Tom, you used to stink of cigarettes.
I’d find you, feet up, smoking in your chair
when I got home from work. The Phillies on.
We’d grunt—if that—for a hello. No need
for anything more formal between brothers.
You loved TV, baseball, and Marlboros.
You were the laziest person I knew.
And now you’re as gone as Harry Kalas.
But even then your blood was poison, your body
plotting its betrayal with the virus
that, much too soon, would open up the gate
for Death’s indifferent agents to slip through.
And I feel like a rube. I always thought
the Marlboros would be what did you in.
I’ll admit I stayed away.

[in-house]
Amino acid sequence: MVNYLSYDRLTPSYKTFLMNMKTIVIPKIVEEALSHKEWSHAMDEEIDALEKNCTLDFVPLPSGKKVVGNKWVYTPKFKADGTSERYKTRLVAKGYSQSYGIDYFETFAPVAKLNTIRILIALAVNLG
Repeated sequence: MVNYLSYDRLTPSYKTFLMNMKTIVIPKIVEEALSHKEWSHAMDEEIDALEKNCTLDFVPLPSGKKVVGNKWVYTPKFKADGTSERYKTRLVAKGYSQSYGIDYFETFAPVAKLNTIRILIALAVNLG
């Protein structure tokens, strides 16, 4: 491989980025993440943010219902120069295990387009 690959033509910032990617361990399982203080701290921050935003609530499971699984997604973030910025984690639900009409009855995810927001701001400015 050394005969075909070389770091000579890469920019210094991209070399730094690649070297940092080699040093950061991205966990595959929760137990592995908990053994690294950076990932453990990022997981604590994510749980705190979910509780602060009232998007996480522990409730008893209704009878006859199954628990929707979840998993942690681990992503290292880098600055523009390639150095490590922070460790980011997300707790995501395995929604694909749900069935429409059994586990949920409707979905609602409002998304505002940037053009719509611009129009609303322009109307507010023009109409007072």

We all know it. I prayed.
Sure, I prayed, but stayed away
From you, the shade of what you were.
No one wants to see his brother
That way: shrunken and afraid
Behind a hospital tray. I tried
But couldn’t handle it.
I stayed away. Hid from it.
I was afraid. I thought
I might delay what would happen.
The fast approaching day.
What’s there to say? You hit
Some tender spot. You lay there,
Half the weight you used to weigh.
I stayed away. I didn’t want to hear
The way your voice was all unmade.
I couldn’t stand to think of it.
We played blackjack. You’d hardly
Say a word. I shouldn’t have been that way,
But how could I convey my love?
You lifted your lids only half-way
To watch the nurse carry
The get-well bouquet away from you.
Luke Stromberg’s work has appeared in The New Criterion, The Philadelphia Inquirer, The Hopkins Review, and other journals. He lives in Upper Darby, Pa., and works as an adjunct English instructor at Eastern University and Cabrini College.
“Rube” appeared in Shot Glass Journal; “Visiting Hours” appeared in Think Journal.